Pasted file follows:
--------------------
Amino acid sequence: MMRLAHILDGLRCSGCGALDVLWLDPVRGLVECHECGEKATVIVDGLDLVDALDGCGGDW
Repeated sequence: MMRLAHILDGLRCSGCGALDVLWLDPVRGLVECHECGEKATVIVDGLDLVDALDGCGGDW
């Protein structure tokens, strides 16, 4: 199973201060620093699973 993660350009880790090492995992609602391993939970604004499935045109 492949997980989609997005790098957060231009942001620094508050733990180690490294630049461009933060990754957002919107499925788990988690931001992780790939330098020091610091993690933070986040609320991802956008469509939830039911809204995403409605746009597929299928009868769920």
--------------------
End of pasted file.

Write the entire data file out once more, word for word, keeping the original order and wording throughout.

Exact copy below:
Amino acid sequence: MMRLAHILDGLRCSGCGALDVLWLDPVRGLVECHECGEKATVIVDGLDLVDALDGCGGDW
Repeated sequence: MMRLAHILDGLRCSGCGALDVLWLDPVRGLVECHECGEKATVIVDGLDLVDALDGCGGDW
């Protein structure tokens, strides 16, 4: 199973201060620093699973 993660350009880790090492995992609602391993939970604004499935045109 492949997980989609997005790098957060231009942001620094508050733990180690490294630049461009933060990754957002919107499925788990988690931001992780790939330098020091610091993690933070986040609320991802956008469509939830039911809204995403409605746009597929299928009868769920």